On the left is the painting by Van Gogh named La nuit étoilée (Starry Night) which hangs in the permanent collection of the Musée d’Orsay in Paris. On the right is the painting by Van Gogh named La nuit étoilée (Starry Night) which hangs in the permanent collection of the Museum of Modern Art in New York City.
From the Musée d’Orsay website:
He first painted a corner of nocturnal sky in Cafe Terrace on the Place du Forum, Arles (Otterlo, Rijksmuseum Kröller-Muller). Next came this view of the Rhône in which he marvellously transcribed the colours he perceived in the dark. Blues prevail: Prussian blue, ultramarine and cobalt. The city gas lights glimmer an intense orange and are reflected in the water. The stars sparkle like gemstones.
A few months later, just after being confined to a mental institution, Van Gogh painted another version of the same subject: Starry Night (New York, MoMA), in which the violence of his troubled psyche is fully expressed. Trees are shaped like flames while the sky and stars whirl in a cosmic vision. The Musée d’Orsay’s Starry Night is more serene, an atmosphere reinforced by the presence of a couple of lovers at the bottom of the canvas.
I’m just mildly miffed that the otherwise extraordinary Doctor Who episode, Vincent, is going to perpetuate this misunderstanding which tends to make some folks who turn up at the Musée d’Orsay disappointed when they don’t see the Starry Night painting that is hanging in New York. They won’t see the Cafe at Arles, either, come to that – because that’s in Amsterdam.
Anyway, I was fortunate enough to see the Musée d’Orsay’s Starry Night when it toured as part of an exhibition of Paris Masters to the Australian National Gallery in Canberra earlier this year. Flat reproductions simply do not do it justice. Seeing it was enough for me to reach tipping point on actively seeking a holiday in NYC sometime – there’s heaps of stuff to see and do there, I know, and I always thought that I’d never turn down a free trip – but the chance to see the MoMA Starry Night is what has pushed me over the edge to planning to actually go there sometime.
Categories: arts & entertainment
It was a special exhibition though, so I assumed they had got the works together for this purpose.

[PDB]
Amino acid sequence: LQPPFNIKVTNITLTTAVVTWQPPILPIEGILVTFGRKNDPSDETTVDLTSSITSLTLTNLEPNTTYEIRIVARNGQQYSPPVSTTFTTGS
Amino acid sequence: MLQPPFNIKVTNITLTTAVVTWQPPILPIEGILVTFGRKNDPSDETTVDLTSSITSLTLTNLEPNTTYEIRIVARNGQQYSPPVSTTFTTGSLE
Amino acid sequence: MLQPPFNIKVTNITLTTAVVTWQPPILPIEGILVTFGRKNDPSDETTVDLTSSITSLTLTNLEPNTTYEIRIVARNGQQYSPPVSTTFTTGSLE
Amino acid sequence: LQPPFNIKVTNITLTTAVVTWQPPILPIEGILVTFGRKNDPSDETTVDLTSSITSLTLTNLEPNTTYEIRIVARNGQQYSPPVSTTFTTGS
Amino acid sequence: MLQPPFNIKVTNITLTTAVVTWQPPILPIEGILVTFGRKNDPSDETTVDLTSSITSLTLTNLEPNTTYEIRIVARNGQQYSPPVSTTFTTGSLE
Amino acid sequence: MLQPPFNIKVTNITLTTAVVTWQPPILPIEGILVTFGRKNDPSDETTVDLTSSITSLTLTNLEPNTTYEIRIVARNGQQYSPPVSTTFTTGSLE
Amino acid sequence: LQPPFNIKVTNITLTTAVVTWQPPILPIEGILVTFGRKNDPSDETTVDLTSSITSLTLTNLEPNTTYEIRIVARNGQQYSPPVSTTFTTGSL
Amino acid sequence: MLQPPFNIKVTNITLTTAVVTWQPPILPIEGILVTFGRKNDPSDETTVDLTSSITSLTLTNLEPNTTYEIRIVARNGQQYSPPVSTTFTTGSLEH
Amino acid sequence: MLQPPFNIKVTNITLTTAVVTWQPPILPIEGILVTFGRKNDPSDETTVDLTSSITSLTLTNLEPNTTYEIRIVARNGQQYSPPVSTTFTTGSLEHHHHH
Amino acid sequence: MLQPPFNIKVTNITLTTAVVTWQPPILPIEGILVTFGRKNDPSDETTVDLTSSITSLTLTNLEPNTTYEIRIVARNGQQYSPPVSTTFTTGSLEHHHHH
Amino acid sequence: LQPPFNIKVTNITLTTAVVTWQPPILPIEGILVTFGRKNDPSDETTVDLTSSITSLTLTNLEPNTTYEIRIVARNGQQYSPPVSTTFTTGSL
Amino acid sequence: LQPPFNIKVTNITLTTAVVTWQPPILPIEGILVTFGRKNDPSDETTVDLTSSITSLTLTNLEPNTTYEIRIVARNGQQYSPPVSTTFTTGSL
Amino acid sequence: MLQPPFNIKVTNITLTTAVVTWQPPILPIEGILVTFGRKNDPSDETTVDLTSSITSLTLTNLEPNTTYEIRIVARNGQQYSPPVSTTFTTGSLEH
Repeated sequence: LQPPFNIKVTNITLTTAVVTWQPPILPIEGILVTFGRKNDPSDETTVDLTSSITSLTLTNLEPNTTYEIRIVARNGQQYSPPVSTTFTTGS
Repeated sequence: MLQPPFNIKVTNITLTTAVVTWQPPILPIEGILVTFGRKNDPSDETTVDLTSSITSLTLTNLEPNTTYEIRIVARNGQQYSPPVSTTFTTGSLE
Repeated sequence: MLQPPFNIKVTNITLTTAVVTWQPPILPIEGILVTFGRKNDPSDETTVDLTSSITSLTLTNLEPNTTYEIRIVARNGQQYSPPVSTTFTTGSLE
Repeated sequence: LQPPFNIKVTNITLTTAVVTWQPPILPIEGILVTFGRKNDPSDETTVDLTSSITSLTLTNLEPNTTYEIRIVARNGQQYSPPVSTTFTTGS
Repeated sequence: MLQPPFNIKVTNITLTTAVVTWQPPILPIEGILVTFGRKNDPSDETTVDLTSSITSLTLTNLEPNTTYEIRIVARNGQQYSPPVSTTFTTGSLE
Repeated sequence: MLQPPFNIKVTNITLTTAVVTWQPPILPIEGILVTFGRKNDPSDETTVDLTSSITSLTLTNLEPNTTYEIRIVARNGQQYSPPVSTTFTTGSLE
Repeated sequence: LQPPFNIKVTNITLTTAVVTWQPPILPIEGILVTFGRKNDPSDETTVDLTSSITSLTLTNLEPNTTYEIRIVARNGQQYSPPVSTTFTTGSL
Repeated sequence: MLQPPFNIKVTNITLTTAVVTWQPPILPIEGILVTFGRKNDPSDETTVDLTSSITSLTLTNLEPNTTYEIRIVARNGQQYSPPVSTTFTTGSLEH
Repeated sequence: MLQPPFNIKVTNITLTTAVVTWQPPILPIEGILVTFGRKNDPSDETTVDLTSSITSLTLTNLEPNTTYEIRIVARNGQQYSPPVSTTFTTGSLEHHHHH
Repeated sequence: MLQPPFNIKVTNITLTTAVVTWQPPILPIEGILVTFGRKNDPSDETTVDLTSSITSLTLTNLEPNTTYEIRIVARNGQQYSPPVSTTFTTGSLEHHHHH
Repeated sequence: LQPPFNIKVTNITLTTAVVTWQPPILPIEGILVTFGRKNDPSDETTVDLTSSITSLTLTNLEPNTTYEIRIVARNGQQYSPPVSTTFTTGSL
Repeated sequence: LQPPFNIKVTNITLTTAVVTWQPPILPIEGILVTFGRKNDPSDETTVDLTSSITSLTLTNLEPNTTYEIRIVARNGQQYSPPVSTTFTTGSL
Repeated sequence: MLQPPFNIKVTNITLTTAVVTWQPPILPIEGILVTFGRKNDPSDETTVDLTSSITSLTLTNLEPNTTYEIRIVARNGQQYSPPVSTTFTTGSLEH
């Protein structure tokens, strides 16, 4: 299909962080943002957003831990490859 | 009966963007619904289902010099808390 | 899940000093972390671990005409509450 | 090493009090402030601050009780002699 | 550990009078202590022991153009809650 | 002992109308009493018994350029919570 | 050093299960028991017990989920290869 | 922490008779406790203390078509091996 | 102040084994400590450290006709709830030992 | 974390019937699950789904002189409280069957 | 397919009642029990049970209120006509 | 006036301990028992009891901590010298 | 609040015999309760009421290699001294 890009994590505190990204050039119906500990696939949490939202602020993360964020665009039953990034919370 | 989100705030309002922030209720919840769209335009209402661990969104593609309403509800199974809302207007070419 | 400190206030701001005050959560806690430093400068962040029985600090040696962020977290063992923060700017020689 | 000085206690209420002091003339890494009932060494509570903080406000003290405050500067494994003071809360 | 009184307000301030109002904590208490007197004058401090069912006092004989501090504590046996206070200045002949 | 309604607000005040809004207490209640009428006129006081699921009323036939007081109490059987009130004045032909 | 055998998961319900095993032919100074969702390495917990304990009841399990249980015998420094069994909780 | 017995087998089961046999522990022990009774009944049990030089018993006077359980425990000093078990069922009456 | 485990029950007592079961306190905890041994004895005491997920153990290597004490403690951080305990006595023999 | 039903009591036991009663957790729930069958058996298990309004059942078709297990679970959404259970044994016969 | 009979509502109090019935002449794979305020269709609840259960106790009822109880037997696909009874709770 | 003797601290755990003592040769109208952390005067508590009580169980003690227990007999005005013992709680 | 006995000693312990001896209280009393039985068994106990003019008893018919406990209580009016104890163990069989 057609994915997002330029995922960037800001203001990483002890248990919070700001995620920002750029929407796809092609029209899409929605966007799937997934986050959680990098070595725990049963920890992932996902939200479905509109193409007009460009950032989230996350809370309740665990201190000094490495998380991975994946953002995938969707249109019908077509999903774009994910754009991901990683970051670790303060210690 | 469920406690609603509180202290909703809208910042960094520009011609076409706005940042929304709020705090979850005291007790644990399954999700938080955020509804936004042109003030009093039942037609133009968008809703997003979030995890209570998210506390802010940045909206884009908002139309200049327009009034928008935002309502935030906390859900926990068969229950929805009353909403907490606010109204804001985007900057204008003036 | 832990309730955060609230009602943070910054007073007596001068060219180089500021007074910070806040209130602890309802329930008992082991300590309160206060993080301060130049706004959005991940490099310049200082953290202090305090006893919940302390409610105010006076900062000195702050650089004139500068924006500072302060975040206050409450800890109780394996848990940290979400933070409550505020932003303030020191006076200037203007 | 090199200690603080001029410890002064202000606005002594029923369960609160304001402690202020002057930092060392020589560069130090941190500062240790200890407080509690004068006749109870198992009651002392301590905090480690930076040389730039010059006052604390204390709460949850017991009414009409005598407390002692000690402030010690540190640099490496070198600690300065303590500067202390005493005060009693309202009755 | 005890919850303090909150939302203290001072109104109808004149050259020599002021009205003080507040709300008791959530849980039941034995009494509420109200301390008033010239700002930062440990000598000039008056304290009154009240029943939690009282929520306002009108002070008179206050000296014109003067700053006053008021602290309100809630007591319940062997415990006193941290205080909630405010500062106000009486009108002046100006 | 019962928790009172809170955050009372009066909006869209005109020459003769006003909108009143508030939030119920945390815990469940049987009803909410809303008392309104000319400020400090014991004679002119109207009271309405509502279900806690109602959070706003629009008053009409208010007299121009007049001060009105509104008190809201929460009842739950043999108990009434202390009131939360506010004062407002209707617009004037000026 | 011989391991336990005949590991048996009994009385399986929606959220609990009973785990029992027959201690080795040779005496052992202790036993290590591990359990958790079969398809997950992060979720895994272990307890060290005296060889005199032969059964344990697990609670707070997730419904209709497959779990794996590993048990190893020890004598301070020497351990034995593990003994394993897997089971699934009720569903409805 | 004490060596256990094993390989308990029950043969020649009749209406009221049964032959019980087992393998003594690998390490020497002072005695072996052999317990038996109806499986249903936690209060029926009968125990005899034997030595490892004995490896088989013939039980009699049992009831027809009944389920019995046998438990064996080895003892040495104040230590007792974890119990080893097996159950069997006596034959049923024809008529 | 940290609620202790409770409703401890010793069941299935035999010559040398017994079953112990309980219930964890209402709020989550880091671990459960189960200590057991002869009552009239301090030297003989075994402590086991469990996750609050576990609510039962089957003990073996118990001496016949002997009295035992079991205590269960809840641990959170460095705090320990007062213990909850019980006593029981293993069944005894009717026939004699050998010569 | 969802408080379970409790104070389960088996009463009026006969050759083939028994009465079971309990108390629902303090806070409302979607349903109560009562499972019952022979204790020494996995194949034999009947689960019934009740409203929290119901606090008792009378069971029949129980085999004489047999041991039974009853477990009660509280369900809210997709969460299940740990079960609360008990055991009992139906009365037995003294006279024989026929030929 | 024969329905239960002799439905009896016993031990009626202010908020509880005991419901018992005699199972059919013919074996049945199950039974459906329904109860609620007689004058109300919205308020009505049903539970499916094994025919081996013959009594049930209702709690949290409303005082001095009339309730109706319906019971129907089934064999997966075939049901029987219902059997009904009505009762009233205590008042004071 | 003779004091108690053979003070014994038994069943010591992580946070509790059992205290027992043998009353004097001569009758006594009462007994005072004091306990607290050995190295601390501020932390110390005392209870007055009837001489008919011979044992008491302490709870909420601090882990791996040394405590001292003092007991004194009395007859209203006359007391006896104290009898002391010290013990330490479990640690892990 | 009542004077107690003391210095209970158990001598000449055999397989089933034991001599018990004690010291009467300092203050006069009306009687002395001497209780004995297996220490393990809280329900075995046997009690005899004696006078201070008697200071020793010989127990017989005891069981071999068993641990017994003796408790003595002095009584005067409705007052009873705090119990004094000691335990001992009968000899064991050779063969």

Was it? My impression was that it was [meant to be] the everyday permanent Van Gogh exhibition at the Musée d’Orsay. They have 14 major paintings by Van Gogh in their permanent exhibition, and that seemed to be about the number that the Doctor and Amy were looking at.
Hee 🙂 And here *I* was disappointed because I thought there was only one (I’m not particularly well-educated in art things!) and when I went to the Impressionists exhibition in Canberra earlier this year, I’d hoped to see the swirls of night sky…
Ah well. I’m sure I can take a tiny side trip from Austria to Paris sometime while I’m up that way…. 🙂 But I’ll definitely agree about the flatness of reproductions. Having seen that exhibition, I was overcome by the *texture* of van Gogh’s paintings. I know that he was particularly known for colour, and that extraordinary self-portrait, for example, really demonstrates how masterful he was in that regard, but the fact that the Starry Night that was on display there created starlight not only through yellows and golds and whites, but through an accumulation of dark blue and black paint so that the light caught, glinting silver on it… well, I was in awe.
I just kept on wandering back to that painting, over and over again, whenever I saw that there was an ebb in the packed crowd around it. I hadn’t grokked the adoration of van Gogh until I saw Starry Night.
it was [meant to be] the everyday permanent Van Gogh exhibition at the Musée d’Orsay.
Oh, sorry, I thought that with all the pamphlets, also seen on the fridge in the following episode (the fridge of a character notable for his lack of desire to go anywhere), it must be a special exhibition, widely advertised. But maybe not!
It’s widely advertised all right – all year around! It’s one of the major tourist attractions in Paris.
[eta] I wonder if one of the reasons they felt free to take a few liberties is because most of the van Gogh paintings are currently not in their normal spot in the Musée d’Orsay, because they’ve sent them around the world for their Post-impressionist Masterpieces from the Musée d’Orsay touring exhibition that went to Canberra, is now in Tokyo and will end in San Francisco in January next year.
“Everywhere we look, the complex magic of nature blazes before our eyes.”
I imagine the director used the MoMA painting because it works so beautifully with that wonderful scene where Amy and The Doctor and Vincent are lying on the grass looking up at the sky, and, as Vincent describes what he sees, the sky becomes the painting that is most familiar. To have it hanging in the (mocked up?) Musée d’Orsay in the closing scene is perfectly reasonable artistic licence, I think, and connects the two scenes quite nicely.